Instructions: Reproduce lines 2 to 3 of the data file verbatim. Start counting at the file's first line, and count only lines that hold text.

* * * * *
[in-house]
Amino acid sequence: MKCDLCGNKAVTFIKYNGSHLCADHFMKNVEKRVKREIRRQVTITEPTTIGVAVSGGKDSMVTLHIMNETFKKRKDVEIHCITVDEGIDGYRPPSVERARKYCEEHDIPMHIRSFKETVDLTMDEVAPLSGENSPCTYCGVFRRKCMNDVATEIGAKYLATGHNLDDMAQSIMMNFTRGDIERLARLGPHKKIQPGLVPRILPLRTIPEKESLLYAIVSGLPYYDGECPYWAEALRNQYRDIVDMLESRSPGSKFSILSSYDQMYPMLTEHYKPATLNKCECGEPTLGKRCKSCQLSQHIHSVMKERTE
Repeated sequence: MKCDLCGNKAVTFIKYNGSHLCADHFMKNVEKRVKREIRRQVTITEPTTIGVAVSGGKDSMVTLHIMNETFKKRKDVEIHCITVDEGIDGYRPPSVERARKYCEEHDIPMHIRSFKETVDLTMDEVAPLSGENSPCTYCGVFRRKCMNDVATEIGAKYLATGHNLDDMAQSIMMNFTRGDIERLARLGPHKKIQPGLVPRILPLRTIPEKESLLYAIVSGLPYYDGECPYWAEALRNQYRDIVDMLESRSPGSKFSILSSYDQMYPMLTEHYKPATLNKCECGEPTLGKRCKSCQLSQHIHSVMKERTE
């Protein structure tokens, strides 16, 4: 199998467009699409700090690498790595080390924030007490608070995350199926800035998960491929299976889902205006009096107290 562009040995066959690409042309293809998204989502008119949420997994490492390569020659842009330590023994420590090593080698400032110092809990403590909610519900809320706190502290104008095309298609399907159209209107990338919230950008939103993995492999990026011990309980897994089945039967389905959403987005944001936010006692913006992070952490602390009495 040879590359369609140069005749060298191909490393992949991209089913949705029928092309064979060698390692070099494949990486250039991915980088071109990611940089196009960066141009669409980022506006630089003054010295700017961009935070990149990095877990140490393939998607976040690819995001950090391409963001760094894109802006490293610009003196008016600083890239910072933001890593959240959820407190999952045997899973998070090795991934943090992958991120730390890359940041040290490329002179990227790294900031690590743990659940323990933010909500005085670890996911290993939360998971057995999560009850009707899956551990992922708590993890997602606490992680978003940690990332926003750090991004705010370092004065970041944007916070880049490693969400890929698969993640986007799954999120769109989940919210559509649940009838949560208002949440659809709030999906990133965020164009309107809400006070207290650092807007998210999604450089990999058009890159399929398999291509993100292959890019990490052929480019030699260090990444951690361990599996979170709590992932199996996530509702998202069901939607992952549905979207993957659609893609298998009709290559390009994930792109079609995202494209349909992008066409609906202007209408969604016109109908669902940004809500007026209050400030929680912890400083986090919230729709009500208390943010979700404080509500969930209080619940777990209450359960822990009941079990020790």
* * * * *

Amino acid sequence: MKCDLCGNKAVTFIKYNGSHLCADHFMKNVEKRVKREIRRQVTITEPTTIGVAVSGGKDSMVTLHIMNETFKKRKDVEIHCITVDEGIDGYRPPSVERARKYCEEHDIPMHIRSFKETVDLTMDEVAPLSGENSPCTYCGVFRRKCMNDVATEIGAKYLATGHNLDDMAQSIMMNFTRGDIERLARLGPHKKIQPGLVPRILPLRTIPEKESLLYAIVSGLPYYDGECPYWAEALRNQYRDIVDMLESRSPGSKFSILSSYDQMYPMLTEHYKPATLNKCECGEPTLGKRCKSCQLSQHIHSVMKERTE
Repeated sequence: MKCDLCGNKAVTFIKYNGSHLCADHFMKNVEKRVKREIRRQVTITEPTTIGVAVSGGKDSMVTLHIMNETFKKRKDVEIHCITVDEGIDGYRPPSVERARKYCEEHDIPMHIRSFKETVDLTMDEVAPLSGENSPCTYCGVFRRKCMNDVATEIGAKYLATGHNLDDMAQSIMMNFTRGDIERLARLGPHKKIQPGLVPRILPLRTIPEKESLLYAIVSGLPYYDGECPYWAEALRNQYRDIVDMLESRSPGSKFSILSSYDQMYPMLTEHYKPATLNKCECGEPTLGKRCKSCQLSQHIHSVMKERTE